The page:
By Alan Bean
The Gang of Eight senators took a photo-op tour of the border fence in Arizona yesterday and, what-d’ya-know, they witnessed a desperate young woman successfully scale an eighteen-foot border fence. We have just their word for it since no media people were allowed to accompany the tour and hence we have no video or pictures. I’m not questioning the legitimacy of the report; I’m sure the senators saw what they say they saw. But how convenient that a young woman made her move at precisely the moment the senators made their appearance?
Coincidence, or crafty staging?
If the incident was staged, it might not have had the desired effect. Arizona senator John McCain had an appropriate response to the drama he had just witnessed:
“One of the sad things about all of this is that most of those people who jump over the fence are doing that because they want a better life, and I understand that. So we separate the drug cartels from individuals or somebody trying to cross over so they improve their lives.”
It is likely that the young woman, who was immediately apprehended by Border Patrol agents, is now sitting in a federal courtroom with a few dozen other unsuccessful border-crossers. These “Operation Streamline” operations are designed to criminalize everyone who crosses the border illegally. It isn’t enough to send them back to their native country, we have to turn them into felons so they can never return legally. Of course, this simply ensures that they will return as undocumented aliens. Hardly any of these people have a legal path to citizenship, so they either cross without documents or they don’t cross at all.
Post 9-11 border security is designed, ostensibly, to ensure that terrorists and narcotics traffickers don’t make it into the country. In reality, the flow of narcotics has not slowed appreciatively and not a single bona fide terrorist has been apprehended at the border in the past decade.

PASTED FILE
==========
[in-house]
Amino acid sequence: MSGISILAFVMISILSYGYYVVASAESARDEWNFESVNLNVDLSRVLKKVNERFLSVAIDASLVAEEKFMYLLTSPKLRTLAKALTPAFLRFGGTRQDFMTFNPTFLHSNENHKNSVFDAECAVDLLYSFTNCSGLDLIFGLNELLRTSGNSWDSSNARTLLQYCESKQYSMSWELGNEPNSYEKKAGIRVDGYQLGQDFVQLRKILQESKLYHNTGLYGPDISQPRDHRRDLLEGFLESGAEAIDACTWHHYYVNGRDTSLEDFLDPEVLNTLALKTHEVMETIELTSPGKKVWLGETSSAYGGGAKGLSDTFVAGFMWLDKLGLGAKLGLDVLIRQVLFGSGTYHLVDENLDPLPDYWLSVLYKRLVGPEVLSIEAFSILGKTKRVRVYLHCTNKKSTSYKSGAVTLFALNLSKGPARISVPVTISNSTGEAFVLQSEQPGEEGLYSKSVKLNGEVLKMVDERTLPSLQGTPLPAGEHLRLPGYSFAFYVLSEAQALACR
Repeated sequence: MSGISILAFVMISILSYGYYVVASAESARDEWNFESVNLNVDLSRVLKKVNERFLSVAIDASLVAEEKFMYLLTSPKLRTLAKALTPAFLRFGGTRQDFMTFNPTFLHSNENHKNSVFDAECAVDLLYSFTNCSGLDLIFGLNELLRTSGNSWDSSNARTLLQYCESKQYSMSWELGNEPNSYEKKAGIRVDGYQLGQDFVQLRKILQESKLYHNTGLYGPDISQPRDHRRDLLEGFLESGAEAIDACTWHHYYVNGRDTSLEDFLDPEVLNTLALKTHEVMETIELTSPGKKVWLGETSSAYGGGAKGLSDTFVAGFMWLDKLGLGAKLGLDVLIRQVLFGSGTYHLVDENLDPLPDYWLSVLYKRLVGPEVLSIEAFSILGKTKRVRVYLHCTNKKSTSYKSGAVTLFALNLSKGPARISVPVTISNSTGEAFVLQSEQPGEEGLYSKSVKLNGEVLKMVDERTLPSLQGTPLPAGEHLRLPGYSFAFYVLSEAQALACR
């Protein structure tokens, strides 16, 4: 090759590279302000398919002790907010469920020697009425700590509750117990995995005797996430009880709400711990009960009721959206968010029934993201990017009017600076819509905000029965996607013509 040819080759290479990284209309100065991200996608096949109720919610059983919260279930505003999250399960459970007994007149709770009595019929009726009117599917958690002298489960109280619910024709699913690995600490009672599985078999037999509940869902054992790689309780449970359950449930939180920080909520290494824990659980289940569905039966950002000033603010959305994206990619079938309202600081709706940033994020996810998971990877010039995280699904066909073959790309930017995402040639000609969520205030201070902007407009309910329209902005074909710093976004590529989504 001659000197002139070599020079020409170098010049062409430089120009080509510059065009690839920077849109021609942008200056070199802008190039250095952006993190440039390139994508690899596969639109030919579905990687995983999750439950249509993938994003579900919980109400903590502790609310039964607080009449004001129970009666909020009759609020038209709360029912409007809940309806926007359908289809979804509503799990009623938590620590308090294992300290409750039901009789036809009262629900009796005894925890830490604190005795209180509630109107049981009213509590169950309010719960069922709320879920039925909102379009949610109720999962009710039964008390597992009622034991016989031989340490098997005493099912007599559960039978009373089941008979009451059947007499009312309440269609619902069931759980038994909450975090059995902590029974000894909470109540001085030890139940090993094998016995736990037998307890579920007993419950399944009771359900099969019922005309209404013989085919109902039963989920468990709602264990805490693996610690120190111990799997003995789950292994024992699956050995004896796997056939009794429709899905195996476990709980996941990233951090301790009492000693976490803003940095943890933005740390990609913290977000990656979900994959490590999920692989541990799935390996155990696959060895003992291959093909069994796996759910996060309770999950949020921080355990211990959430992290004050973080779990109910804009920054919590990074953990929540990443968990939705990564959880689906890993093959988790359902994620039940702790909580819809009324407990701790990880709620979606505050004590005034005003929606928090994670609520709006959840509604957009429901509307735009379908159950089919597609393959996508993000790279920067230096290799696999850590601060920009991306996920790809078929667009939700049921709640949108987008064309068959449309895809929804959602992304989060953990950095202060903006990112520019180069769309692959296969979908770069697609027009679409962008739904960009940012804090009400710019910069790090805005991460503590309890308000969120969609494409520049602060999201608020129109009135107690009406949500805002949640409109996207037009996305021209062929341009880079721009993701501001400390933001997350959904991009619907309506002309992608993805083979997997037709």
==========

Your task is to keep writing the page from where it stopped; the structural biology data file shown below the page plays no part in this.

An in-depth study of border issues by the University of Arizona released today is highly critical of Operation Streamline. Here are a few of their conclusions:
- Court records show that Operation Streamline has not resulted in more prosecution of human smugglers and drug traffickers, only undocumented migrants
- It overburdens caseloads in federal courts and fails to provide due process to many who may have legal right to residence
- Represents a violation of the U.S. Constitution by trying people in masse rather than as individuals
- People convicted through Operation Streamline have a criminal record that will carry jail time if they are apprehended again for unauthorized entry
Moreover, interviews with men and women who have endured the humiliation of an Operation Streamline proceeding report that the immigration attorneys appointed to them had little to say apart from “you must plead guilty”. If Operation Streamline charges were routinely challenged the court system would quickly be unable to handle the case load. According to the report this is what the defendants experienced:
• 92% reported being shackled during Operation Streamline
• Median time of six hours spent in shackles, cuffed at the wrists, waist and ankles
Asked “What did your lawyer tell you about your rights?”
• 40% Sign the form and do not ﬁght the charges
• 40% Some mention of basic legal rights
• 7% Nothing or could not understand
• 2% asked to report abuses
• 1% Check for legal status of defendant
• No one mentioned the prospect of being paroled while waiting for resolution of an immigration case.